Interview: The inspring journey of a young leader

Interview: The inspring journey of a young leader

Interview: The inspring journey of a young leader

Dilian Manolov from Plovdiv, Bulgaria is a young inequality fighter with a diverse background. He is a clinical and organizational psychologist, an actor, a social entrepreneur and a promoter of the rights of people with disabilities.

Enabling equality and overcoming barriers for inclusion of people with disabilities still remain a challenge in the Balkan countries, including Bulgaria. Segregation, lack of integration and social discrimination are just some of the challenges that people with disabilities like Dilian have to face everyday. However, he has decided to challenge them and offer his contribution in helping the others to do so. This is his story.

 

1. How is being a person with disabilities in Bulgaria and what do you think is the most challenging part of it?

To be a blind person like me, or a person with disabilities in Bulgaria is like being a member of a closed group.  People with disabilities still live within their large groups and they tend not to interact with the others. This lack of interaction makes awareness campaigns very hard. A very important fact is that actually a lot of people try to be helpful out on the streets. A common question that is discussed among people with disabilities is: “How to avoid getting help or assistance for things I don’t need?” According to me, the real challenge that exists is that you always have to be proactive and remind people that you can be independent, but sometimes you just do not have the energy to deal with it.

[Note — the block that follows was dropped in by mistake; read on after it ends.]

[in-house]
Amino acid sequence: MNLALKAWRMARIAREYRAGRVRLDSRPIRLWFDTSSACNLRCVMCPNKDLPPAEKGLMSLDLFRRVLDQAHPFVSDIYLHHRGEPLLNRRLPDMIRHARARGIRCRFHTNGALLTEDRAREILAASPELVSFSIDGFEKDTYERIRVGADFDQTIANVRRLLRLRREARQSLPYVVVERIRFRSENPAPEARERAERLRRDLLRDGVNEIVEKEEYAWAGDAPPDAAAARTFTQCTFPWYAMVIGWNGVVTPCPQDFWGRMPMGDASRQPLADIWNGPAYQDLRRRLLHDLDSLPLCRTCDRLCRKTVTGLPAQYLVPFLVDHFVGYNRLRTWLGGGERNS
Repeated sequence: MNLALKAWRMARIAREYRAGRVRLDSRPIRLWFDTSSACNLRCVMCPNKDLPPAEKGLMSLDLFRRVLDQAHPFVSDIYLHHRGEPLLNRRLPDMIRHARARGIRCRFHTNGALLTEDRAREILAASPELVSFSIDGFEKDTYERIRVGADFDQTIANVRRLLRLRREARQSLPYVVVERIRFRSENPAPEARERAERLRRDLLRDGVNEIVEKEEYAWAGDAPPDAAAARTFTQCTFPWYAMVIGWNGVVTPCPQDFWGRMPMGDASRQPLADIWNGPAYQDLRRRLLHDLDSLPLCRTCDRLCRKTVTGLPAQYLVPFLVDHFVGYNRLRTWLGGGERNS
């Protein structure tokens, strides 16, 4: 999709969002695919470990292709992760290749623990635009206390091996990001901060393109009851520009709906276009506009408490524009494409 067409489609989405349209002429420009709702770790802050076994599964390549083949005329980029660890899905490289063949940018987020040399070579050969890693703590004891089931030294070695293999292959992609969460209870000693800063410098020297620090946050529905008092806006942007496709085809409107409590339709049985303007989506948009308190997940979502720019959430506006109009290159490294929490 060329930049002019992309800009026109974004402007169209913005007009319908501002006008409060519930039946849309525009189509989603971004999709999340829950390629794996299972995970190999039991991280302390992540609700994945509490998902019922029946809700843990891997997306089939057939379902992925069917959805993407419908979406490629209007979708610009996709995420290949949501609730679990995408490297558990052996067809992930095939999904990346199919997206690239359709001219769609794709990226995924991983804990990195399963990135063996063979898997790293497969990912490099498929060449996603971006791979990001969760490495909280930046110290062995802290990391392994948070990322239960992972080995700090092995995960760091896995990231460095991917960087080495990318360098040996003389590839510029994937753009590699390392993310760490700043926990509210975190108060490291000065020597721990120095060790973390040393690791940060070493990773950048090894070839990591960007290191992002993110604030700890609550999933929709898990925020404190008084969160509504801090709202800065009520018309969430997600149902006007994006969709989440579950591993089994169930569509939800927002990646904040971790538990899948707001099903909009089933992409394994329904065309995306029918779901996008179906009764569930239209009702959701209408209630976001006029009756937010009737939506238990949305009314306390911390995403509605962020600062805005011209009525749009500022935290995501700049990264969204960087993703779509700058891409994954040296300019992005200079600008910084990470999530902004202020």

2. What were the difficulties you faced throughout your education?

Throughout my education I have experienced mainly two challenges. Firstly, for almost 90% of my teachers and trainers, I was the first blind student they had ever worked with. I had to propose them methods of how to get me involved and how I could do my exams and home work. Secondly, I faced real difficulties in terms of socialization process with my classmates and fellow students. I started going out with my classmates only after I attended university. My main social activity during the high school years was attending acting classes, from where my main group of friends comes from. Theater became very important for me and it has been part of life ever since. I did different types of theater and I also wrote some theatrical plays. Currently, I am working on a comedy-sarcastic mono play, which I want to produce, codirect and act in.

 

3. What are the challenges in terms of employment and how did this affect your decision for self-employment?

In Bulgaria, the unemployment rate among people with disabilities is between 93 to 97 %. I can say that there is a lot of stigma, miscommunication and pressure between people with disabilities and businesses. Unfortunately, the Human Resources staff terminates interviews and selection processes for persons with disabilities. I constantly searched for a job for more than two years. I literally had over 200 interviews for all ranges of companies, jobs and positions. At some point, I dumbed the idea of ever getting a job and I went for private and social entrepreneurship. I established a consulting business and I succeeded, but I want to outline two things. Entrepreneurship was never my way to go, it was forced on me because I couldn’t get a job. The second thing is that my parents supported my business financially, because banks in Bulgaria are even more discriminative then the businesses when it comes to supporting people with disabilities.

 

4. You established a Foundation. Why did you decide to establish your own Foundation and how is that working?